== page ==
After going through all this, I talked to an Apple product specialist and they hit on the idea to try bringing up the computer in ‘Safe Mode‘ by rebooting ahdn holding the shift key during the boot. Safe mode turns off the launching of all non-system deamons and agents as well as turning off the launching of all the programs you might launch at login via your Accounts preference pane “Login Items”. Lo and behold, after doing this, my ethernet connection appears to have been stable! What I did was

    1. I removed Adobe VersionCue CS3 from my launch items in the Accounts preference pane. Adobe noted it was incompatible with Snow Leopard anyway.
    2. I disabled the following launch items by moving them to my Desktop and then rebooting
      /Library/LaunchDaemons/com.adobe.versioncueCS3.plist
      /Library/LaunchAgents/at.obdev.LittleSnitchNetworkMonitor.plist
      /Library/LaunchAgents/at.obdev.LittleSnitchUIAgent.plist

    Having now brought the computer back up through a normal boot, the ethernet connection has remained stable. The fact that my battery issue seems to have been resolved almost simultaneously makes me think these apps were responsible. [Followup (added Oct. 23, 2009): I narrowed down the problem to an apparent incompatibility between Snow Leopard and the version of BIND my campus is using as a DNS server.  And it may be specific to my machine.  Not sure.  Switching to using OpenDNS as my DNS resolver made the issue go away for me.  My server, a Mac Pro, which I have upgraded to Snow Leopard, has exhibited no such weirdness.]

  • MacPorts Rebuild: I traditionally rebuild my MacPorts installation from scratch with a new OS installation. There were no major issues, but I took the opportunity to upgrade to the latest MacPorts and to try to rebuild with only the bare minimum of ports that I was using.
  • Many Mail Plugins Fail: Most mail plugins use ‘unapproved’ APIs and most of the Mail Plugins I used failed for Snow Leopard’s Mail.app. Furthermore, it looks like Apple has changed things so now every minor revision in the OS will require Mail plugin writers to explicitly approve the plugin for that version of Mail.app. This means in the future every minor revision in Snow Leopard will likely shut down Mail plugins until they get updated.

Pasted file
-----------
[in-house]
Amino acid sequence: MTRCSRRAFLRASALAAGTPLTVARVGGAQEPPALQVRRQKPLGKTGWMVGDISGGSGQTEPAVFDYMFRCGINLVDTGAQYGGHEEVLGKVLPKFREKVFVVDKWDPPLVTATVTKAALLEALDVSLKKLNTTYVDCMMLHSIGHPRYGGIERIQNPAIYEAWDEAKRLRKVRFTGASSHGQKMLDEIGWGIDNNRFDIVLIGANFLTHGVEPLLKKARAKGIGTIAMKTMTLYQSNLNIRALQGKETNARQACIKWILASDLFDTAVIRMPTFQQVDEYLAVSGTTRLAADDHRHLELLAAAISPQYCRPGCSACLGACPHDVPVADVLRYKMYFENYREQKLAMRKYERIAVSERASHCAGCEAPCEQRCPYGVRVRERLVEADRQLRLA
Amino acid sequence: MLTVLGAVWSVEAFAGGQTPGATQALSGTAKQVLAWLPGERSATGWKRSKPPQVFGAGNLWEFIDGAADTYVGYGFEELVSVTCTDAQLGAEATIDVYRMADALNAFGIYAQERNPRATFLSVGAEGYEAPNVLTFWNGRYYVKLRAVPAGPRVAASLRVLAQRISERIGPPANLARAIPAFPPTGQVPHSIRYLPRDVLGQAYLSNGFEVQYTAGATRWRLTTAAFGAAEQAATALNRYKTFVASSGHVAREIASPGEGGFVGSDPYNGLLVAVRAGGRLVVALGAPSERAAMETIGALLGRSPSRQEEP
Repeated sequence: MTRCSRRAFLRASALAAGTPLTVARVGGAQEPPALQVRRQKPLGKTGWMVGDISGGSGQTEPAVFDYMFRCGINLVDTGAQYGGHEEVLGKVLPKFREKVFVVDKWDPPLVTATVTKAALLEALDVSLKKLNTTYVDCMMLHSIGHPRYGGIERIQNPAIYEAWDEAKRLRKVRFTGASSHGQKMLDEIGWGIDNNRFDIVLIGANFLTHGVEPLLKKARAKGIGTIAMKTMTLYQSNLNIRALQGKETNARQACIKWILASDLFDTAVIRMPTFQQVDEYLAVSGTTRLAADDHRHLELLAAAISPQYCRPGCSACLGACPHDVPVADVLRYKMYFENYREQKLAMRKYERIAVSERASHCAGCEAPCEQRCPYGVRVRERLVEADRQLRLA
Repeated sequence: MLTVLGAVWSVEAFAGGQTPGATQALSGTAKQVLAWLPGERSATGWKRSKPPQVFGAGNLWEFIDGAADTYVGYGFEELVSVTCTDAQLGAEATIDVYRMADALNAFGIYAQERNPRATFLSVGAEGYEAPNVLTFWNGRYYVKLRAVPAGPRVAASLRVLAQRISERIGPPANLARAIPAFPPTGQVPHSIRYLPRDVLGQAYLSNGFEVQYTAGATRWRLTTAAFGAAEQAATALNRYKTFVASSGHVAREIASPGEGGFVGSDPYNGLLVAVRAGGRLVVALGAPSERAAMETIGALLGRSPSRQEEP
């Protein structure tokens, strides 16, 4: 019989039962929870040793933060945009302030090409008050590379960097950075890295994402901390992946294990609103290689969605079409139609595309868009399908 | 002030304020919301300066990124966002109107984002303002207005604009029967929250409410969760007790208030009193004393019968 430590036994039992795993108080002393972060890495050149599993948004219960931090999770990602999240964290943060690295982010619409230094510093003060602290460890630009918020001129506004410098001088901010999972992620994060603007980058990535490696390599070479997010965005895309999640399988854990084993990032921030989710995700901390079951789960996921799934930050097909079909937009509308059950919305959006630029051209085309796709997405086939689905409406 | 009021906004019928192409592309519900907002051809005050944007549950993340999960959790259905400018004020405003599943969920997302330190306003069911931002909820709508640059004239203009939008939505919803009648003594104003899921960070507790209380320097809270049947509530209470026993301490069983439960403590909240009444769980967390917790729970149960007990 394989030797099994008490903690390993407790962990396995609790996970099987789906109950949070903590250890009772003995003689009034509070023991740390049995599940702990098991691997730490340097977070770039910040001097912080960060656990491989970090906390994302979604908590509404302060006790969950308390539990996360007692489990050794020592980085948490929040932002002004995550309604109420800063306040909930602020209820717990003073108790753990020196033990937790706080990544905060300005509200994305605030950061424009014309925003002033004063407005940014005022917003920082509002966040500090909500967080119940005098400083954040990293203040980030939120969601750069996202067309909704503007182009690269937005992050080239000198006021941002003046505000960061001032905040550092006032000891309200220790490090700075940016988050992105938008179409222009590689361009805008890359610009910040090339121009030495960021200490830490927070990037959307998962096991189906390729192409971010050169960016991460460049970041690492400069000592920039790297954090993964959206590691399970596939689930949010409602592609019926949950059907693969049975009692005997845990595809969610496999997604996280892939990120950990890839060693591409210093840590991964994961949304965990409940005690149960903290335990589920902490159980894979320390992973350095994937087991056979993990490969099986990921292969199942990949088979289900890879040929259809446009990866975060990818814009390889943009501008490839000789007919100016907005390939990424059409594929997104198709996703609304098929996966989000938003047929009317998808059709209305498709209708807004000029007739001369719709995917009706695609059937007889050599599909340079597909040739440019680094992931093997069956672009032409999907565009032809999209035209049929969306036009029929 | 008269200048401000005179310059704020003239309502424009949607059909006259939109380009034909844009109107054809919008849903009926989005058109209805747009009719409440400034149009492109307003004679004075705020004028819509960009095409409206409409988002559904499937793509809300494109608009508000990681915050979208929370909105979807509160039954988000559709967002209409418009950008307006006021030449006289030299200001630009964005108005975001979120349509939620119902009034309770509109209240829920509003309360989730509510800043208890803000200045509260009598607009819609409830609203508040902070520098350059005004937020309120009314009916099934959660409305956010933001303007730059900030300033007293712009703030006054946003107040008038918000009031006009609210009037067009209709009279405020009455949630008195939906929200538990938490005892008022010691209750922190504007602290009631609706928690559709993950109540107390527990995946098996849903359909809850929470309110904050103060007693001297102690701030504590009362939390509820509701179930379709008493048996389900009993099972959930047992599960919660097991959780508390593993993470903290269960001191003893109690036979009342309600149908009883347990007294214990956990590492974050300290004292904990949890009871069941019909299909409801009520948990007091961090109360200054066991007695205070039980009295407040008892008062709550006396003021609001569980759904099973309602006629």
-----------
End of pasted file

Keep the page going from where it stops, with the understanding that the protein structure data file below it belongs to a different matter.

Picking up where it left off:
• Force 32-bit compilation for IRAF in Snow Leopard: Doug Mink has discovered that compiling IRAF packages in Snow Leopard presented errors until he forced 32-bit compilation (I am assuming he was on a 64-bit machine). I am quoting his suggestions (sent to me via email) below:It turns out that Snow Leopard defaults to 64-bits and you need to add the -m32 flag to hlib$fc.csh and hlib$mkpkg.inc just like you have to for 64-bit Linux:

    In fc.csh (Juan’s Note: in Scisoft OSX, this is /Applications/scisoft/all/Packages/iraf/iraf/unix/hlib/fc.csh) after this:

    # Scan the argument list and concatenate all arguments.
    set args = ""
    while ("$1" != "")
    set args = "$args $1"
    shift
    end

    add this:
    if ($MACH == "macintel") then
    print ("MACINTEL: -m32 flag set")
    set args = "$args -m32"
    endif

    and in mkpkg.inc (Juan’s Note: In Scisoft OSX, this is /Applications/scisoft/all/Packages/iraf/iraf/unix/hlib/mkpkg.inc for each IRAF package you want to recompile) :
    $else $ifeq (MACH, macintel) then
    $set    XFLAGS          = "-c -w -m32"  # default XC compile flags
    $set    XVFLAGS         = "-c -w"       # VOPS XC compile flags
    $set    LFLAGS          = "-Nz -m32"    # default XC link flags

That is my Snow Leopard report for now. More from the trenches and after I upgrade SciSoft OSX.

2 to “Snow Leopard for this Astronomer”

  1. Kartik Sheth says:
    I have a problem with my Snow Leopard installation I think. I can't get it to go to tcsh. I have tried chsh and it has the shell set to /bin/tcsh. I also checked it using the secret accounts advanced options - and there too it is set correctly. But when I open a new window, it always comes out in bash. Any suggestions on how to make it come up with tcsh? Thanks -Kartik
  2. admin says:
    Hi Kartik. I am not sure what the problem is as I have my tcsh set without issue in Snow Leopard. However, I did upgrade from Leopard with these settings, so maybe this is a new Snow Leopard problem.

    Your comment implies you did you make sure (either using chsh from the command line or the advanced Account settings available by control-clicking your account name in the Accounts preference pane) to point to /bin/tcsh and yet the setting seems to be getting lost.

    I did find an article online about changing default shells in Snow Leopard on the Unofficial Apple Weblog (TAUW). The author also reported that the settings seemed to be getting lost, but they were trying to change the settings via a default shell in the terminal.app program. Their solution was to use chshor the advanced Account settings trick, so at this stage, I am out of suggestions.

    It does occur to me that you may want to check and be sure your Terminal.app is not set to open to bash, instead of the "Default login shell" by checking the Preferences under the Terminal.app.